William Bagley, the night deskman on duty the night of the fire and he was first informed the fire by Wilson Lydick, one of the guests.  Bagley went upstairs to check on the situation and upon seeing the fire immediately went back downstairs to phone emergency personnel but the police had already arrived.  Between the night deskman and the police, they went through the hotel warning guests to evacuate the building. 

The hotel was an iconic landmark in Indiana, dating back to the 19th century when it had containing 100 rooms.  It was first purchased around 1920 by Joseph Stern; and his son Morris operated the hotel for many years.  The hotel was at a prime location being across from the Pennsylvania Railroad passenger (located at the site of the present day courthouse). The site had been a hotel since around the end of the Civil War.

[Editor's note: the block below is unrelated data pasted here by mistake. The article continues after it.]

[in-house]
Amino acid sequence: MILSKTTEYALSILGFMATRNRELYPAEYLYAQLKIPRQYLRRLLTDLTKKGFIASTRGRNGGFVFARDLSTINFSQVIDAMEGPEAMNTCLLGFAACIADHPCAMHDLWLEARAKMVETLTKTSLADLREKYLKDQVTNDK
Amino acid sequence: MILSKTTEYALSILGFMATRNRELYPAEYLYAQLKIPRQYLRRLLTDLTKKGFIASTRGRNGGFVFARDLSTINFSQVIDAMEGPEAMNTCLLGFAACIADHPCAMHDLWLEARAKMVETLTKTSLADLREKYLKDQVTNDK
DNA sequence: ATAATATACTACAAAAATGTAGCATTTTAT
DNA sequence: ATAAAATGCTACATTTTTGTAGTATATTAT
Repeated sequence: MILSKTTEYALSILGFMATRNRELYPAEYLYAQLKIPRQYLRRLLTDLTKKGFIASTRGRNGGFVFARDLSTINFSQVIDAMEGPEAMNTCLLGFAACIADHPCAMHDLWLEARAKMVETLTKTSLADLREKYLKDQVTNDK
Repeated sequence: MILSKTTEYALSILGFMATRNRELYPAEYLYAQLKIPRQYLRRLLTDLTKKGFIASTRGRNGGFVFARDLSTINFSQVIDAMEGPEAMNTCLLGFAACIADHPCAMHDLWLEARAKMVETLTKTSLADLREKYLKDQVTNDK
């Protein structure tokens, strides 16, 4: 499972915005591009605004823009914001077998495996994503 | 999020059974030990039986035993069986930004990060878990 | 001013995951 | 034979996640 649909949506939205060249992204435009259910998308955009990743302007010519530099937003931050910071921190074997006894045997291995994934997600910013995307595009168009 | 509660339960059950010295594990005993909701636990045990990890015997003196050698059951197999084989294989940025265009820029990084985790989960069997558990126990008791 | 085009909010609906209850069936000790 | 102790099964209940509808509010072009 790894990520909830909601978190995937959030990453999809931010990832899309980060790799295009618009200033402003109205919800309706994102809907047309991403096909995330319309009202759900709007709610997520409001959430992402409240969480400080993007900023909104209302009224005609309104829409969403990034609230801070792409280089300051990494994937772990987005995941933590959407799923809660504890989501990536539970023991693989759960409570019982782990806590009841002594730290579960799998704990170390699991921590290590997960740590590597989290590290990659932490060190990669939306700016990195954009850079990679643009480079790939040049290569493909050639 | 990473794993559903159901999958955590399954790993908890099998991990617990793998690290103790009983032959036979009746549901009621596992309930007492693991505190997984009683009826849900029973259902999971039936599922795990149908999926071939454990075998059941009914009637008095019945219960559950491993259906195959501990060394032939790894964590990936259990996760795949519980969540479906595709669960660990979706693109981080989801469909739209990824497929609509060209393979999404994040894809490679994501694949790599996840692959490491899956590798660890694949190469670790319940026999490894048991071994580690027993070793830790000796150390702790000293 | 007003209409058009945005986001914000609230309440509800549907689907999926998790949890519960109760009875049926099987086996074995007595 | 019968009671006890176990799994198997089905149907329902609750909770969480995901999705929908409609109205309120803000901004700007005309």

Early records show that Solomon and Martin Earhart, brothers who were originally from Saltsburg, were in the livery stable business in West Indiana prior to 1865, which is the year Martin left that business and started a hotel in West Indiana. 

Apparently, Solomon started a hotel on the site of the Moore Hotel prior to 1876 because it was in that year that Martin purchased Solomon’s hotel, the Continental, and continued its operation. 

Martin had added a rear wing to the four story structure and then renamed it the American House, becoming a familiar landmark to the public traveling in the area. 

Martin passed away in 1913 and H.C. Moore acquired the hotel property, and subsequently renamed it the Moore Hotel. Mr. Moore added the brick shell to the building and a fifth floor. 

About 1920, Joseph Stern, the father of the owner at the time of the fire, acquired the property and completed the renovation and the fifth floor.